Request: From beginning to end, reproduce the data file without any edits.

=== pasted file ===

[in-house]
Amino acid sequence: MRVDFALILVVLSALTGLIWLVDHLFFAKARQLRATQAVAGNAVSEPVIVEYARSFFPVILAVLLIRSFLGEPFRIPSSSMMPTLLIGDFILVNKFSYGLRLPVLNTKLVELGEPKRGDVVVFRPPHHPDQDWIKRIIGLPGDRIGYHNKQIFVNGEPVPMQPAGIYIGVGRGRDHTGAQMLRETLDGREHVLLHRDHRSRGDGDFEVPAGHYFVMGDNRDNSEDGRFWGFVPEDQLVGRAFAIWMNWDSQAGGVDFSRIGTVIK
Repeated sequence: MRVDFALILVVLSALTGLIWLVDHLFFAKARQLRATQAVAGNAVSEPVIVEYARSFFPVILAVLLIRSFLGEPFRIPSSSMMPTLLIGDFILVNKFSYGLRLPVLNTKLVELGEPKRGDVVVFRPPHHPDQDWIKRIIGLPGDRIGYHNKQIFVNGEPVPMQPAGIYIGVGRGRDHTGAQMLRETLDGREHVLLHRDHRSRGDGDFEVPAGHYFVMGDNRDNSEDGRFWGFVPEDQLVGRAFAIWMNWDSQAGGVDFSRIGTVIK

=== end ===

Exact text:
[in-house]
Amino acid sequence: MRVDFALILVVLSALTGLIWLVDHLFFAKARQLRATQAVAGNAVSEPVIVEYARSFFPVILAVLLIRSFLGEPFRIPSSSMMPTLLIGDFILVNKFSYGLRLPVLNTKLVELGEPKRGDVVVFRPPHHPDQDWIKRIIGLPGDRIGYHNKQIFVNGEPVPMQPAGIYIGVGRGRDHTGAQMLRETLDGREHVLLHRDHRSRGDGDFEVPAGHYFVMGDNRDNSEDGRFWGFVPEDQLVGRAFAIWMNWDSQAGGVDFSRIGTVIK
Repeated sequence: MRVDFALILVVLSALTGLIWLVDHLFFAKARQLRATQAVAGNAVSEPVIVEYARSFFPVILAVLLIRSFLGEPFRIPSSSMMPTLLIGDFILVNKFSYGLRLPVLNTKLVELGEPKRGDVVVFRPPHHPDQDWIKRIIGLPGDRIGYHNKQIFVNGEPVPMQPAGIYIGVGRGRDHTGAQMLRETLDGREHVLLHRDHRSRGDGDFEVPAGHYFVMGDNRDNSEDGRFWGFVPEDQLVGRAFAIWMNWDSQAGGVDFSRIGTVIK